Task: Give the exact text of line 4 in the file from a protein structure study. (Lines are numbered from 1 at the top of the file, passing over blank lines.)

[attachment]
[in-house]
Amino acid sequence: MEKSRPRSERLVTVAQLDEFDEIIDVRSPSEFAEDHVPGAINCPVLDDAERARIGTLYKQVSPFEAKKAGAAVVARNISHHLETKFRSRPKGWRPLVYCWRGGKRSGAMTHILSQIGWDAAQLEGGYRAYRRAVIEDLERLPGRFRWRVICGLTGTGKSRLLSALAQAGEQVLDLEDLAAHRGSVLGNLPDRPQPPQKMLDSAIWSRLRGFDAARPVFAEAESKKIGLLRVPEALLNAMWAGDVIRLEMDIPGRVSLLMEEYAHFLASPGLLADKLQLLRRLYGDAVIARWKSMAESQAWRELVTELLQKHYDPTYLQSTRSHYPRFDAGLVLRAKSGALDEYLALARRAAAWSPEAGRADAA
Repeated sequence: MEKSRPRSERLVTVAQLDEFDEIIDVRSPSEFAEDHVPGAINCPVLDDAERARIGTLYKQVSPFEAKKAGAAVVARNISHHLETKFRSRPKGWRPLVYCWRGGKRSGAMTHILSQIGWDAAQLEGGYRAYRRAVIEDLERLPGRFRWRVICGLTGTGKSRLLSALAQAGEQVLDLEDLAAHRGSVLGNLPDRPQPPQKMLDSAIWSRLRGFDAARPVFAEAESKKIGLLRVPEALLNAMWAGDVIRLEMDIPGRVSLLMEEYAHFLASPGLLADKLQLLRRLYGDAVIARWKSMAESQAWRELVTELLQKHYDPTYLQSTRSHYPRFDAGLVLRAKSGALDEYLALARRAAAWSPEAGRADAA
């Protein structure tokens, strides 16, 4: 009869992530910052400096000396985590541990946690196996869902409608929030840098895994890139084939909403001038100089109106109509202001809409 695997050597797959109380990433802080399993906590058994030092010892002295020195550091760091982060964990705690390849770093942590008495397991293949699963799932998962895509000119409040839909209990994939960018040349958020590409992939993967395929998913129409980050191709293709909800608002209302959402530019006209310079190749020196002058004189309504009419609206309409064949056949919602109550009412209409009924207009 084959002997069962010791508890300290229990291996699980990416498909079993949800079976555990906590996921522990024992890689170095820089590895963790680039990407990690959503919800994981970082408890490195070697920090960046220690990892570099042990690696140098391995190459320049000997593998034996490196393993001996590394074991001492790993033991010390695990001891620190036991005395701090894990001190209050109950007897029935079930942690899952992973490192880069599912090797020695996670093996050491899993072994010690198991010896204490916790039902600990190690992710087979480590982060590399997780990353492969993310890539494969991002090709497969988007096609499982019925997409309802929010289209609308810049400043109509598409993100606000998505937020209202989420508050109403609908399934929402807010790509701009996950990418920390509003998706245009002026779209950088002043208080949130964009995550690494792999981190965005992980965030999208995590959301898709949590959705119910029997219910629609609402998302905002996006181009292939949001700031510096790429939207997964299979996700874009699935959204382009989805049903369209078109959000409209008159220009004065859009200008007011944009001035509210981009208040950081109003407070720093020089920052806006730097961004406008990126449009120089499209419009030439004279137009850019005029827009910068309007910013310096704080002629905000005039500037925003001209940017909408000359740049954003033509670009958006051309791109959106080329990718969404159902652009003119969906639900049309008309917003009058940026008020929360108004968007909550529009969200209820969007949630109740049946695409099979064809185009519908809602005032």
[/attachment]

């Protein structure tokens, strides 16, 4: 009869992530910052400096000396985590541990946690196996869902409608929030840098895994890139084939909403001038100089109106109509202001809409 695997050597797959109380990433802080399993906590058994030092010892002295020195550091760091982060964990705690390849770093942590008495397991293949699963799932998962895509000119409040839909209990994939960018040349958020590409992939993967395929998913129409980050191709293709909800608002209302959402530019006209310079190749020196002058004189309504009419609206309409064949056949919602109550009412209409009924207009 084959002997069962010791508890300290229990291996699980990416498909079993949800079976555990906590996921522990024992890689170095820089590895963790680039990407990690959503919800994981970082408890490195070697920090960046220690990892570099042990690696140098391995190459320049000997593998034996490196393993001996590394074991001492790993033991010390695990001891620190036991005395701090894990001190209050109950007897029935079930942690899952992973490192880069599912090797020695996670093996050491899993072994010690198991010896204490916790039902600990190690992710087979480590982060590399997780990353492969993310890539494969991002090709497969988007096609499982019925997409309802929010289209609308810049400043109509598409993100606000998505937020209202989420508050109403609908399934929402807010790509701009996950990418920390509003998706245009002026779209950088002043208080949130964009995550690494792999981190965005992980965030999208995590959301898709949590959705119910029997219910629609609402998302905002996006181009292939949001700031510096790429939207997964299979996700874009699935959204382009989805049903369209078109959000409209008159220009004065859009200008007011944009001035509210981009208040950081109003407070720093020089920052806006730097961004406008990126449009120089499209419009030439004279137009850019005029827009910068309007910013310096704080002629905000005039500037925003001209940017909408000359740049954003033509670009958006051309791109959106080329990718969404159902652009003119969906639900049309008309917003009058940026008020929360108004968007909550529009969200209820969007949630109740049946695409099979064809185009519908809602005032």